Article

From Color Caste to Color Blind, Part III: Contemporary Era Racial Attitudes, 1976–2004

Maria Krysan

in The Oxford Handbook of African American Citizenship, 1865-Present

Published in print May 2012 | ISBN: 9780195188059
Published online September 2012 | | DOI: http://dx.doi.org/10.1093/oxfordhb/9780195188059.013.0008

Series: Oxford Handbooks in Politics & International Relations

 From Color Caste to Color Blind, Part III: Contemporary Era Racial Attitudes, 1976–2004

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The ideology of color blindness does not reflect the reality of the experiences of blacks and whites in America today. Racial inequality persists on all manner of social indicators, from education to income; wealth to health; housing to occupation; school enrollment rates to prison rates; and the list goes on. Despite the fact that the “law of the land” is equal treatment and nondiscrimination, discrimination persists, though in many cases in a more subtle form. In addition, although fewer whites may outright refuse to rent or sell a home to a black person, this does not mean that discrimination has disappeared in the real estate market. Discrimination persists, but it has in many cases gone underground and become more subtle—and the subtlety makes it difficult for its victims to know if it has happened or not. Many audit studies show, for example, that blacks are treated differently and more negatively than whites, but often in ways that the victim may not even realize. Thus, the actions of individuals and institutions point to the persistent disadvantages and discrimination that has characterized the lives of African Americans throughout American history; but the prevailing ideology of the day, as this article reflects, is one that largely denies that this is the case.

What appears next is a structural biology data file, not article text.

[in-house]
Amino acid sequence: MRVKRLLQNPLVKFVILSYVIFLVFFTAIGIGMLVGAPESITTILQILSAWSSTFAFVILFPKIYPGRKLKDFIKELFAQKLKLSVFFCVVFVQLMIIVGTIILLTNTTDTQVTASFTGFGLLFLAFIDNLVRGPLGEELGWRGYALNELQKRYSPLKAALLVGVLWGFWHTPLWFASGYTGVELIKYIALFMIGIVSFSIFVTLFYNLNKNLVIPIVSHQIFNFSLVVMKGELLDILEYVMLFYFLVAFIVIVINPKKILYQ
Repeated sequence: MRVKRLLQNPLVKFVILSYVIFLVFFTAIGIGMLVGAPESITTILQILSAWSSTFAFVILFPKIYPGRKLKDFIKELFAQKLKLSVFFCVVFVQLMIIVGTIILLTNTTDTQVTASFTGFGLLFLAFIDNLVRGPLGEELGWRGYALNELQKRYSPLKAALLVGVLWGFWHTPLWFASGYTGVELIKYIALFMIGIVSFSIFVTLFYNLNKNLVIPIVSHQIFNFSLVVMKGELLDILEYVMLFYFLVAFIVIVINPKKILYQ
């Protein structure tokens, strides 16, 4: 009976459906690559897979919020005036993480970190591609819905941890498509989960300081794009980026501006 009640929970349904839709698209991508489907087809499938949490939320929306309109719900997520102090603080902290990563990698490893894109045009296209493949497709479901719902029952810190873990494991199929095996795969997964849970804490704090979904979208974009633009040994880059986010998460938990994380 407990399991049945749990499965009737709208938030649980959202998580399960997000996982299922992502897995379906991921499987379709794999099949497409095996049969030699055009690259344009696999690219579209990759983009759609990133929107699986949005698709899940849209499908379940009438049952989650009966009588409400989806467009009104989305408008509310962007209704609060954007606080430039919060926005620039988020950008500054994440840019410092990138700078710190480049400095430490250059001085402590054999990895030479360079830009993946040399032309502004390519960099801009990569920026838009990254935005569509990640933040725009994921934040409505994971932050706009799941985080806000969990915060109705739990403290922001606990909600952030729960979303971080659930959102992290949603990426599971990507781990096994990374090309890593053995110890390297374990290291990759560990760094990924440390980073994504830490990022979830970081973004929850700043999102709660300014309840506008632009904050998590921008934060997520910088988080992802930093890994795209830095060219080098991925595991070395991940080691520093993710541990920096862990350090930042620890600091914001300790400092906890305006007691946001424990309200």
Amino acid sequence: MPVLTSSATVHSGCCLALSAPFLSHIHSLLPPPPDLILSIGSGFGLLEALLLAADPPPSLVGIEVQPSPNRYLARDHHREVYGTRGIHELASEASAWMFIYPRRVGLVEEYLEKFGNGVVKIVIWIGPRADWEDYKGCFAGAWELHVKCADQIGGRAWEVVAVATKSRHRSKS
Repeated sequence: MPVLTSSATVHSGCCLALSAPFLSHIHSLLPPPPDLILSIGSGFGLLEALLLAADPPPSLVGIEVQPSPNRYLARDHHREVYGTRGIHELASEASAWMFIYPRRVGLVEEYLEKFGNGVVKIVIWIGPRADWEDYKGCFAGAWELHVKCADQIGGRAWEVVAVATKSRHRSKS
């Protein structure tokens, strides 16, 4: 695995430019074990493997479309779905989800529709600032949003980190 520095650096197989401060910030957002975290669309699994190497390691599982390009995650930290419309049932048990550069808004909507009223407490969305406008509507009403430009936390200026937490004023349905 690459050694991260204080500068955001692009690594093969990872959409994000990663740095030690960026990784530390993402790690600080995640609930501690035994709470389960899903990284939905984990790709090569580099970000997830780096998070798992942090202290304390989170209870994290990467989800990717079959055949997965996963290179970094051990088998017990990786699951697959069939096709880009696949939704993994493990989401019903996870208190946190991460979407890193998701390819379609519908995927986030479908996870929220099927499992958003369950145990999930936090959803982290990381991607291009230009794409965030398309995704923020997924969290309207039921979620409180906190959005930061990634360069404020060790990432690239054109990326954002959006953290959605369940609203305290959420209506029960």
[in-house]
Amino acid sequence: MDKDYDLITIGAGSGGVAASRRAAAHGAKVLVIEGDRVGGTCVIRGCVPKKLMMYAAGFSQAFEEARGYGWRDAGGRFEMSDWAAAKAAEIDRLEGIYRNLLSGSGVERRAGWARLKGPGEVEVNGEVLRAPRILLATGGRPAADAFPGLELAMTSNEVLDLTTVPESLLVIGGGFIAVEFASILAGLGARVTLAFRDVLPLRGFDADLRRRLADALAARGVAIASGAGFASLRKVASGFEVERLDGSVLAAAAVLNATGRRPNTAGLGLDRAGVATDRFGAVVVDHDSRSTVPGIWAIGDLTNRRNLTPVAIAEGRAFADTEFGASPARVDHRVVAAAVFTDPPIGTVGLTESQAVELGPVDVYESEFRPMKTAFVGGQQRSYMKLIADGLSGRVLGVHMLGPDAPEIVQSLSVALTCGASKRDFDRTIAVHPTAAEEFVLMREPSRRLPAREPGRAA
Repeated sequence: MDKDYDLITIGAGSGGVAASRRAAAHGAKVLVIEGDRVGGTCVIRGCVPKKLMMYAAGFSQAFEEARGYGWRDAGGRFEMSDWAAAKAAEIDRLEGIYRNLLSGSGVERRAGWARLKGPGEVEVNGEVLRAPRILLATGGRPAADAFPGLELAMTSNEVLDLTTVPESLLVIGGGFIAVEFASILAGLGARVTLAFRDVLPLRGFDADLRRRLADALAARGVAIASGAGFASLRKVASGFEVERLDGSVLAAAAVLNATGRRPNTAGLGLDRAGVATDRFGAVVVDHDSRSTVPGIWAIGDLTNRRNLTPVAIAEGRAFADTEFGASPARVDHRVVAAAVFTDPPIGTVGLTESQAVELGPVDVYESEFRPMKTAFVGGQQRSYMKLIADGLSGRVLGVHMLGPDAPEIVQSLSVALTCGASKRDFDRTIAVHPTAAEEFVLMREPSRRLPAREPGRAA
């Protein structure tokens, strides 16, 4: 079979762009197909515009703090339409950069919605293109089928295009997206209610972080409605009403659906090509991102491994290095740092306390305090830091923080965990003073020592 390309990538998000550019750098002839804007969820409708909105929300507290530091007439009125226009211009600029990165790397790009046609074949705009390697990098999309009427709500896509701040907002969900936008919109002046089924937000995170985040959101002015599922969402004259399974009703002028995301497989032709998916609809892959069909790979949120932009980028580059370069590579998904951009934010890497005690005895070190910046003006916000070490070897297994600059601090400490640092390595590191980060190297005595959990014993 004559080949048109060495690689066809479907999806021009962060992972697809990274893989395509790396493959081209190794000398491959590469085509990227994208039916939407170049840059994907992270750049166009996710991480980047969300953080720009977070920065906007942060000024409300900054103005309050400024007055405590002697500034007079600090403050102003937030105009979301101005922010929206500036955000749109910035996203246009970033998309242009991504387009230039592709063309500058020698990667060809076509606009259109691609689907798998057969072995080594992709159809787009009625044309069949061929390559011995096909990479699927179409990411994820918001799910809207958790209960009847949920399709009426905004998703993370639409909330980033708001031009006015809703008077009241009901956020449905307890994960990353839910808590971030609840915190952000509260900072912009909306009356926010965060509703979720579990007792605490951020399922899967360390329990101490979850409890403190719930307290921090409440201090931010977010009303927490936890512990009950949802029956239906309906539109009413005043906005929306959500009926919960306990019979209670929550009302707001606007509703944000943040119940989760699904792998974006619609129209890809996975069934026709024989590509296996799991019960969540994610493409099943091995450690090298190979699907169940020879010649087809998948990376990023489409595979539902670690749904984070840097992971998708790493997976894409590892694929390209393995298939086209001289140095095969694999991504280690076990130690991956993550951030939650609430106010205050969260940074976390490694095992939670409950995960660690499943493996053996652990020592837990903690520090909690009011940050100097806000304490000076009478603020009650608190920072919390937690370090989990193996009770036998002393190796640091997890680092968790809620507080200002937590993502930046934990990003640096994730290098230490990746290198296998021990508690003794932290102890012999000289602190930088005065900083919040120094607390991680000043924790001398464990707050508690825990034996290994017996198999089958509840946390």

Keywords: color blindness; racial inequality; social indicators; discrimination; African Americans; racial ideology

Article.  20106 words. 

Subjects: Politics ; US Politics ; Politics and Law

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